Clark moves on from B-D Supt. post

Published on Thursday, 04 April 2019 15:02
Written by thenebraskasigna

By Nancy McGill
Special to The Nebraska Signal

After 14 years, Bruning-Davenport Superintendent Trudy Clark is ready to meet new challenges.
“You start thinking you’ve met the challenges here, you’ve done a job and look beyond to see what else is out there,” she said.
Clark didn’t have to look far — she always had the thought the Nebraska Department of Education would be a destination for her.
She will be the NDE assistant director for statewide assessment, beginning July 1. Her final day with the Bruning-Davenport district is June 30 to coincide with her tenure.
The Bruning-Davenport Board of Education had superintendent interviews scheduled for March 23 and one Monday evening.
“We’ve offered the position to someone. He needed to talk to his family first,” president of the unified school board, Michael Schroeder, said.
Schroeder has been on the board since 1998 and has nothing but praise for Clark.
“She always thought of the kids. They were at the forefront of her thoughts,” Schroeder said. “She did some big things on fine arts, making sure the kids saw productions at the Lied Center or in Omaha. A lot of kids never had that opportunity and she thought it was important they were exposed to it.”  
Her challenges at Bruning-Davenport centered around offering as much education as possible at the small rural school, where Spanish teachers, like Ivan Aguilar, aren’t easy to retain.
“We have had to go outside at least twice in the last five years for Spanish,” she said.
Since Clark became superintendent following her role as principal for three years, the career partnership for dual credit courses with Southeast Community College and other institutions evolved from scratch.
“We’ve seen a nice growth in those opportunities for our students through SCC, Peru State and UNL offering courses online,” Clark said.
Expanding the dual credit courses and bringing a multicultural flavor for worldly experiences stands out on Clark’s list of accomplishments.
But she couldn’t have done it without the support of parents, staff and the school board.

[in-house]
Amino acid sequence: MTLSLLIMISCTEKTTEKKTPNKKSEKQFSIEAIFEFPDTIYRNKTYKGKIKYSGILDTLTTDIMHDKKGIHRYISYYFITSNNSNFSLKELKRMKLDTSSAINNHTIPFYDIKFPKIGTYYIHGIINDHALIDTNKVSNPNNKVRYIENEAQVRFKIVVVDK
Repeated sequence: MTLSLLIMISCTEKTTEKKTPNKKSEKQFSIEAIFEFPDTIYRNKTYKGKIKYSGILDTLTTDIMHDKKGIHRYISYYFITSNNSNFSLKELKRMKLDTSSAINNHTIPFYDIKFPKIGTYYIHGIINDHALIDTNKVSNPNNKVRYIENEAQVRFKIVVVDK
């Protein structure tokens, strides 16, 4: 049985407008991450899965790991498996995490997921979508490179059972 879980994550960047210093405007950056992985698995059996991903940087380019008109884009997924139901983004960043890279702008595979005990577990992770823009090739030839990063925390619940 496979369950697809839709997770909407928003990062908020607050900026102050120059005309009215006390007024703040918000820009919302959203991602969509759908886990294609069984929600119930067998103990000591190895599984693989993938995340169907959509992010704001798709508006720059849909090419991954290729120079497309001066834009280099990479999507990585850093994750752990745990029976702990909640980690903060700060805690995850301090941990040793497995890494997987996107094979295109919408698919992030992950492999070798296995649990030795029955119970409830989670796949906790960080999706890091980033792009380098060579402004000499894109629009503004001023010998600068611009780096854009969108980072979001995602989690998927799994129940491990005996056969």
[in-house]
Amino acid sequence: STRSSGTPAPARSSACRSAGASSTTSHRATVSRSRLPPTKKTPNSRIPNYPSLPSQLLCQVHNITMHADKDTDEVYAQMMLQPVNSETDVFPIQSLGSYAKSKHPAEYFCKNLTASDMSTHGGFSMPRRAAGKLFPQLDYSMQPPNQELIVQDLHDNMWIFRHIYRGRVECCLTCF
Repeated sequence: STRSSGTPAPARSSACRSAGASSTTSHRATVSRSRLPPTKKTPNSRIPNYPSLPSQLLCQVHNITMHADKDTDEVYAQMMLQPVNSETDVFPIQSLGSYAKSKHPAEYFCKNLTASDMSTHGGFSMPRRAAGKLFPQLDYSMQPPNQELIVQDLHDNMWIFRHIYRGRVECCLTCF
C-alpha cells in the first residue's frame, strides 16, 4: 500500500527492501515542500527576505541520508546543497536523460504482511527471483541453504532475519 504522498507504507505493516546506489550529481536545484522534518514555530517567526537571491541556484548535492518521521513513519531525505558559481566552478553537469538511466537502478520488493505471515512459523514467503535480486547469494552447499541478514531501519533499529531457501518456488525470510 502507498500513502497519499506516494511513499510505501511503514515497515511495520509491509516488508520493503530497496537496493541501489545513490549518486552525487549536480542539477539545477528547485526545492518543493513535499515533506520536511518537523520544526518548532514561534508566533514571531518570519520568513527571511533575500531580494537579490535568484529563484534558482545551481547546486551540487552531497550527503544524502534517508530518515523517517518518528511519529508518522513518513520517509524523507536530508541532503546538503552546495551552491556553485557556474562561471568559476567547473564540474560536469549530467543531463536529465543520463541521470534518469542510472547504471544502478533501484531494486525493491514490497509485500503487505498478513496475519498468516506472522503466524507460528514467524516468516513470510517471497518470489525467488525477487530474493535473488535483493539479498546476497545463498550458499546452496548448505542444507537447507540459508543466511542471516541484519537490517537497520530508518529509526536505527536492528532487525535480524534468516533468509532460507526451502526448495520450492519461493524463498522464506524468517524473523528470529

“What will always stand out is the support from the parents and although board members change, it’s always been very nice to know they will support the school and have its best interests,” she said.
Bruning-Davenport is a “rich family unit,” she added.
Clark felt that support from “every corner of the district” when she was diagnosed with breast cancer.
“It was wonderful,” she said. She is in her fourth year of remission and looking forward to her fifth in December — Clark will do a little celebrating then, she said.
“That’s my threshold,” she said.  
Born and raised in Geneva (Geneva High School Class of 1974), Clark earned her bachelor’s degree in secondary education and moved on to a master’s in history. She went on to complete her doctorate in educational administration, and become a certified superintendent.
Her initial education took her to the southwestern United States. She has taught history in tribal colleges and before coming to Bruning-Davenport, Clark was teaching on the Santee Sioux Reservation in Niobrara for eight years, one of the 17 locations in Nebraska that recently flooded.
“To know they have been affected by this is heartbreaking. It’s terrible just to see the road I used to drive all the time buckled and horribly disfigured,” she said.
She is still teaching — Clark is serving in an adjunct position for Doane College to instruct principals how to be superintendents.
Clark will be working with the NDE assessment director in determining the next steps for student testing. They’ll look at the new science standards and examine paper/pencil tests compared to online assessments for the future.
“Primarily, most testing is done online. There are schools that choose the paper/pencil. Most of those students tend to be alternative assessment students. There are glitches technology-wise to create headaches,” she explained.
She calls assessments guideposts because many human variables come into play when students are testing.
“It’s a new challenge and I’m hoping to have a positive impact,” Clark said.